You, too, can achieve even more results and hit your goals before the quarter is over by using the right strategies. Here are five ways to do social selling right. 

How to Do Social Selling the Right Way: 4 Tips

1. Set a Goal and Get Employee Buy-in 

Goal setting isn’t new to the marketing industry, however, it’s greatly underutilized. Some marketers set goals but fail to meet them because they don’t know how to align and get other team members excited about them.

The Dreamdata employees succeeded because they were aligned on the goals and had a way to stay motivated. The goal was clear and simple: generate 300,000 views on LinkedIn from all six accounts in Q2.

Source: Dreamdata

Notice that the goal was specific, measurable, and time-bound. You can easily track progress and tell when you’re hitting the mark. You should keep this in mind while setting a goal for social selling. 

Next, all six members put an incentive to keep everyone’s eyes on the prize—a dinner when the goal was reached. Rewards are a great morale booster when it comes to getting team-wide buy-in. When you know there’s something in it for you; you’re more likely to dig the work to achieve the goal than when there’s no reward for your efforts. 

You want to get employees excited about the goal by offering a reward. It doesn’t have to be dinner. It could be a gift card, a bonus, extra company gear, or anything that shows you recognize and acknowledge your team’s efforts. That’s how to get buy-in. 

2. Define Your Strategy

Your strategy determines how you’re going to reach prospects on social media. 

For Dreamdata, the strategy was posting high-quality content frequently on all things B2B attribution. The team didn’t just want to generate random traffic. They wanted to reach prospects by positioning themselves as the B2B attribution experts. That meant sharing consistent content often.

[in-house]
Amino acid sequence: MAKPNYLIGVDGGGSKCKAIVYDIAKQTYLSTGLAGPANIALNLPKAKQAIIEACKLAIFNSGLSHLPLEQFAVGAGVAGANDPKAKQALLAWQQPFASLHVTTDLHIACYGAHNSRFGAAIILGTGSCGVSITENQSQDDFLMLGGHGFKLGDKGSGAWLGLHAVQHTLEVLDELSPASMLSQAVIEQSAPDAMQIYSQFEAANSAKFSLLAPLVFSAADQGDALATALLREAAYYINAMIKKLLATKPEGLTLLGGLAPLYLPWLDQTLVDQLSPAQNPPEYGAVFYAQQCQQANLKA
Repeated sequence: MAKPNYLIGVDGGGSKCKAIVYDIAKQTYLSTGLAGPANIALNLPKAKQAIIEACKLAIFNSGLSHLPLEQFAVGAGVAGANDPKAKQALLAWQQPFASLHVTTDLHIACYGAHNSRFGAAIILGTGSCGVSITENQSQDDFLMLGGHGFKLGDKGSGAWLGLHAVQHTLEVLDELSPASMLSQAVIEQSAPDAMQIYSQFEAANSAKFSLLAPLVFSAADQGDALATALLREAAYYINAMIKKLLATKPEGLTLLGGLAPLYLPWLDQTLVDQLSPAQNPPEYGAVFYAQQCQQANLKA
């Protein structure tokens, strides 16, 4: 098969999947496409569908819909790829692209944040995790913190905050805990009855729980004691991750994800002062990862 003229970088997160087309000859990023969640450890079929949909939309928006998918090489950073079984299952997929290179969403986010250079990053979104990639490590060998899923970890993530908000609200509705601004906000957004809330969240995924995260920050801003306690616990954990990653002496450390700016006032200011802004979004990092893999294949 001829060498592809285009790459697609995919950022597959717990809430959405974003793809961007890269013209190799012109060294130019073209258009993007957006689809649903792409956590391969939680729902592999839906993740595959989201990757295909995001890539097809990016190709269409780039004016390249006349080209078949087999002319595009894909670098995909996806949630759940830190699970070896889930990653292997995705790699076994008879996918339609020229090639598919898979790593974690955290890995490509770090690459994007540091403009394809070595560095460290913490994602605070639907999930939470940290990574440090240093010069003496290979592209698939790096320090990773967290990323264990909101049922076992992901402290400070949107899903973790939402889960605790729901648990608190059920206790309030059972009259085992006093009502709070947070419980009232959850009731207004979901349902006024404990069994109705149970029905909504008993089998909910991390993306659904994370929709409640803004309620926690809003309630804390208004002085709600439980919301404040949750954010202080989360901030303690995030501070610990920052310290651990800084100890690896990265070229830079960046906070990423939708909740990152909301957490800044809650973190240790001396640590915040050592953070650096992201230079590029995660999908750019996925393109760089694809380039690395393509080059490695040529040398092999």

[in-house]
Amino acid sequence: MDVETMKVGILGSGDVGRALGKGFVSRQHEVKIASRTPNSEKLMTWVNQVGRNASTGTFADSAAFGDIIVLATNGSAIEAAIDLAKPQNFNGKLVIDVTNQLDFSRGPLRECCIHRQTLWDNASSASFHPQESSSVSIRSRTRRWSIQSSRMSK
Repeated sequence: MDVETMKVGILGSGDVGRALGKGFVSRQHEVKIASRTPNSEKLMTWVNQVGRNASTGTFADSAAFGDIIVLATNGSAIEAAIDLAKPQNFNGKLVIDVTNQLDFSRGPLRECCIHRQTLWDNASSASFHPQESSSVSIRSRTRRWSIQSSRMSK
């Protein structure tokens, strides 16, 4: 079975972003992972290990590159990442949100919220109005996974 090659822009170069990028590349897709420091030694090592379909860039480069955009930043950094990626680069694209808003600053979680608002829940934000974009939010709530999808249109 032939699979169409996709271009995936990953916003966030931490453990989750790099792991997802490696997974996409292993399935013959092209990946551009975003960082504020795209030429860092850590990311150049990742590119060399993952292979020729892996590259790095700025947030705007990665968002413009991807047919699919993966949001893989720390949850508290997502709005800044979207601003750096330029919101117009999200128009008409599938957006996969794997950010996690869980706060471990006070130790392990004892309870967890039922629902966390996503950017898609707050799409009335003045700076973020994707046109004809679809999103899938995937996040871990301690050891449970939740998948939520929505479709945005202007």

Adopting this strategy attracted huge attention as the team focused on sharing content prospects would find helpful. They also leveraged each other’s strengths. That meant everyone wasn’t obligated to create text or video-only content. “Use the content form that works for you but make it customer-centric” was the rule of the game. 

One of the top-performing pieces was a meme that shared a valuable takeaway on B2B attribution, with no direct mention of the product. 

The post resonated with over 300 people. Apparently, the meme and the benefits-driven message resonated more with customers in an educating and entertaining way. 

The secret here is to make your product’s value proposition a key piece of your strategy. That means focusing on establishing authority around your value proposition. Let people associate that topic with you. You should be the authority they think of first, not your competitors. 

Here are some tips to get started with your team: 

  • Define your value proposition and make a plan to build authority on the topic
  • Create and share high-quality content. Repurpose relevant existing posts 
  • Embrace conversational storytelling. That means speaking directly to your target audience and avoiding ambiguous words. 
  • Establish a posting cadence. It should be more than once a week. 
  • Leverage everyone’s content superpower. Foundationite Hannah is the meme expert, and we can count on Kanaar for all things video. Of course, we would leverage their superpowers on LinkedIn if we’re taking Dreamdata’s approach to social selling. 
  • Avoid making the majority of your posts product-centric. Instead, educate your audience in an insightful and insightful entertaining way. 

3. Identify Simple Ways to Stand Out

A big part of breaking through the noise on social media is finding simple ways to stand out. Dreamdata isn’t the only brand that does this. Gong excels at doing this as well. 

Let’s steal two tactics from Gong’s social selling playbook:

Using Gong’s Colors on Employees’ Cover Photo and Profile Picture